thanks for the explanation. I have heard that IOR boats can be a bit squirrely downwind, and some had stability issues. Of course this is all just reading I have zero experience, I don't think i have sailed on one. 

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1 hour ago, freewheelin said:

This one looks interesting as well - a Kirie Ellite 30s http://www.yachtworld.com/boats/1986/Kirie-Elite-30S-2934589/Sayreville/NJ/United-States?refSource=standard listing#.WqlUGWrwaF0

I have never heard of these boats. Checking out the data on them, they look super light for a 30 fter. That may make keeping them flat while shorthand cruising/racing a challenge. Anyone have experience with these?

I want to say that this boat was at one time on the Hudson...nice boat Kyrie (I think the cruising models in Europe are named Feeling) are quite nice. With a  turn of speed.

 

 

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1 hour ago, dacapo said:

I want to say that this boat was at one time on the Hudson...nice boat Kyrie (I think the cruising models in Europe are named Feeling) are quite nice. With a  turn of speed.

 

 

that makes sense. It looks like it is just south of there now, and the (very pretty looking) transom says Great Kills Harbor.

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For long Island sound, I think a vintage MORC 30 would be perfect.   Something like an Andrew 30 or Nelson Merek 30.   

 

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15 minutes ago, Delta Dog said:

For long Island sound, I think a vintage MORC 30 would be perfect.   Something like an Andrew 30 or Nelson Merek 30.   

 

they look nice, but there doesn't seem to be a lot of availability. any production model versions you would suggest?

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I've owned and raced a J30 and would recommend you take a hard look at one.  They are rated well in PHRF, maintained and sailed properly, the J30 will be competitive in light and heavy air.  The interior is surprisingly nice, with a real marine head. 

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21 hours ago, freewheelin said:

thanks for the explanation. I have heard that IOR boats can be a bit squirrely downwind, and some had stability issues. Of course this is all just reading I have zero experience, I don't think i have sailed on one. 

IOR boats can get squirrely downwind when over pressed.  Back in the day we actually used to have a spinnaker made of 2.2 oz cloth that we called the "bullet proof" chute...you'd put it up in 25+ knots and go rolling and broaching downwind.  It was fun in its own way :)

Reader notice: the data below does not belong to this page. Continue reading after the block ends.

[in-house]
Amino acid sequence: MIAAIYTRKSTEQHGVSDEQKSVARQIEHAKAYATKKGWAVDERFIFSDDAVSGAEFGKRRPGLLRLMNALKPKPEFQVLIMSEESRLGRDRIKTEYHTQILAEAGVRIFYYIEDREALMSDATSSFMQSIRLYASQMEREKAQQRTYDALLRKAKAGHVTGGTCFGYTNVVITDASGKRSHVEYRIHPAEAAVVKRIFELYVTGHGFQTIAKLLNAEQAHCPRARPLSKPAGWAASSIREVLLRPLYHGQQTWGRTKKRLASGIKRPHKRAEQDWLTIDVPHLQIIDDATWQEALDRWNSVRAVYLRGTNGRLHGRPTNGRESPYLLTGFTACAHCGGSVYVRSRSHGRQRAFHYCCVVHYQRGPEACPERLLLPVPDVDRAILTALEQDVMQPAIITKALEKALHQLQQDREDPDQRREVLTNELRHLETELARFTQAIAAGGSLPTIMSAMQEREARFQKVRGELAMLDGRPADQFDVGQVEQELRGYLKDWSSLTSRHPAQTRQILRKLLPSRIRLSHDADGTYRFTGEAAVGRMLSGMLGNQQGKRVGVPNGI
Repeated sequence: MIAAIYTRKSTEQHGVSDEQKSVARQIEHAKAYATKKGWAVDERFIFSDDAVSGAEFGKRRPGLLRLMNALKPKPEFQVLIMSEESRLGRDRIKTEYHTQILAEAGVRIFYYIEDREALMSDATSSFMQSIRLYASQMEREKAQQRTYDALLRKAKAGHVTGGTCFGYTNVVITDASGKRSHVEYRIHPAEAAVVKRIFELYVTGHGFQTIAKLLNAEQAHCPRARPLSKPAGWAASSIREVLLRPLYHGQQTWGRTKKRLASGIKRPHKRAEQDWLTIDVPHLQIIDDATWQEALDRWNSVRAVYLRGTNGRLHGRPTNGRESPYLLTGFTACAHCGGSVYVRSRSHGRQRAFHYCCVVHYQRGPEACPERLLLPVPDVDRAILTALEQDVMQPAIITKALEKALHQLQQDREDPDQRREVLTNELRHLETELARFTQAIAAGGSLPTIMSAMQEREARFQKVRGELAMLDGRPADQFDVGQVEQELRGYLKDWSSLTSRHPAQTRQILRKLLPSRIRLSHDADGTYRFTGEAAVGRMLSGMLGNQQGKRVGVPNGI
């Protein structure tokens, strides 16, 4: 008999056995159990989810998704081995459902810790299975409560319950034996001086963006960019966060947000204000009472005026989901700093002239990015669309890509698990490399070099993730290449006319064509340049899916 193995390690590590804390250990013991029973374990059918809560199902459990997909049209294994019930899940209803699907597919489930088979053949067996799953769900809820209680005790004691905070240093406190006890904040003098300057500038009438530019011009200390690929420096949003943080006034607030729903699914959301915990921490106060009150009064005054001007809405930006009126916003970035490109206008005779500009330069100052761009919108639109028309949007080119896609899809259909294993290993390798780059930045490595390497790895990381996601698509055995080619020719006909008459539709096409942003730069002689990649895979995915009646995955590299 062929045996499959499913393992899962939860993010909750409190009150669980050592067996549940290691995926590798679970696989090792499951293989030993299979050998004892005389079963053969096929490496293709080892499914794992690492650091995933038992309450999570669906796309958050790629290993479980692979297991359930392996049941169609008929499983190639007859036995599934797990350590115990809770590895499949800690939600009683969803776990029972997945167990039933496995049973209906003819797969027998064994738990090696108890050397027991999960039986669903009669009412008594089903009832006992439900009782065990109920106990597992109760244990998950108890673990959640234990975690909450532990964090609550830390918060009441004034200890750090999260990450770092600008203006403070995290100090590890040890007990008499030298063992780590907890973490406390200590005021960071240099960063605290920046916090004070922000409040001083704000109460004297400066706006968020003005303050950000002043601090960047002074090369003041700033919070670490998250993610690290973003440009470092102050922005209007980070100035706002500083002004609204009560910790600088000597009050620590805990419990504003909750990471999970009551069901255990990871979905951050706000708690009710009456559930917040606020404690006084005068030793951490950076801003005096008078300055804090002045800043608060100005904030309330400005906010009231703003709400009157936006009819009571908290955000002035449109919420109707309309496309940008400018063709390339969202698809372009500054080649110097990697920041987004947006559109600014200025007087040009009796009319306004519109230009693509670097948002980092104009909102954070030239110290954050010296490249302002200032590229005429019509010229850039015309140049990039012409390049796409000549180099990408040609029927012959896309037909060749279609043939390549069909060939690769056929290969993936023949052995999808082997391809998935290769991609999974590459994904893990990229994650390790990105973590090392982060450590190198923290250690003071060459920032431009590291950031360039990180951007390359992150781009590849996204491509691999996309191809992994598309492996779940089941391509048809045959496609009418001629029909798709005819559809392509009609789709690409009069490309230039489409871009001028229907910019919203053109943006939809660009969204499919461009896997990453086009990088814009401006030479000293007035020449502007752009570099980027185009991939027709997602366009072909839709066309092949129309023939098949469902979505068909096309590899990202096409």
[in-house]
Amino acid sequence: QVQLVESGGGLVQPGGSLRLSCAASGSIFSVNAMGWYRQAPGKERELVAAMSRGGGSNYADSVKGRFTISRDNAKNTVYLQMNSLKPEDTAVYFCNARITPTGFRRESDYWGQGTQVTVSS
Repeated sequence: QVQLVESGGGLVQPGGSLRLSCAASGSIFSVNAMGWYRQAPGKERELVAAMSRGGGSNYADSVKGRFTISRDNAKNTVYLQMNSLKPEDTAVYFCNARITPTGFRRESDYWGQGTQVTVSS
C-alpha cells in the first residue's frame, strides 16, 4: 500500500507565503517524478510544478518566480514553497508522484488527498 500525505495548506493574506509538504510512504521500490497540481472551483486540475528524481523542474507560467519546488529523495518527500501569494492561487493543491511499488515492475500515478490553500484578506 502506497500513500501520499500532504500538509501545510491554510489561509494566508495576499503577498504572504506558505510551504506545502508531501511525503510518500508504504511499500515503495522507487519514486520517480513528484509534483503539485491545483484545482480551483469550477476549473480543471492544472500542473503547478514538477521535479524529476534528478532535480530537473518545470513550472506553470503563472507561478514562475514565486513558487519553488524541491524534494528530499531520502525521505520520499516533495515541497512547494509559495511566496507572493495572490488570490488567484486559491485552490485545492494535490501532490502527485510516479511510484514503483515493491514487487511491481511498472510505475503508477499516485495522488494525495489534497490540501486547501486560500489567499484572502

Also much of that stability issue was from "optimizing" a custom boat to look slower for the rule.  Production versions we not as "compromised" in that regard.

Finally, sailed more reasonably, they are actually pretty good.  We once took our Beneteau First 30E (also a productionized 1/2 tonner) down the Chesapeake Bay in 25-30 with gusts to around 35 out of the North.  6-8 foot seas or so.  Single reef in the main, and the number 2 poled out wing and wing.  Boat was beautifully balanced, under control the entire time.  Easily running at 7-9 knots and surfs to 14 plus.  The difference was a much lower center of effort from the sailplan (compared to a chute) as well as much more stability of the sailplan (as the jib was on the headstay, and had the clew supported by the pole).

 

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2 hours ago, freewheelin said:

they look nice, but there doesn't seem to be a lot of availability. any production model versions you would suggest?

Some production MORC 30's examples would be the Santana 30/30, S2 9.1, Olson 911. These are a bit more common than the Andrews 30 or NM 30s. Olson 911s typically go for more than your stated price range, but could be worth the added investment if you decide you really like one or find a deal. All I listed are more racer than cruiser, but have heads, a functional galley and spots for 6 ish people to lay down as long as some of them like each other. They are more spartan than a boat built more for cruising in mind and generally fall short in storage lockers and tankage. Although I have seen some that have had a lot of cruising options added, so it's worth keeping an eye out. 

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46 minutes ago, Slick470 said:

Here is another good thread on production MORC boats. Probably a few good suggestions buried in there... http://forums.sailinganarchy.com/index.php?/topic/172605-production-morc-boats/

wow, this looks like a ton of good info. thanks for sharing. honestly, Olson 911 would be be great - if i could find in the price range.

Tartan 30s are MORC boats? are they similar to T3000?

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MORC was around for a lot of years, and evolved over those years.  The early-middle boats are different from the boats near the end of MORC's heyday (which are the ones Slick mentioned).  I'm a big fan of those late MORC production boats.  They are all reasonably quick, have no bad habits, are seaworthy, and have reasonable accommodations for cruising.  But they are at the top end of your price range in good shape.  The early MORC boats share all those same characteristics, but are not as quick. A Tartan 30 rates in the 171-180 range these days, compared to 126-135 for later MORC boats...Tartan 3000 was the replacement for the Tartan 30.  Good boat, rates around 165 or so...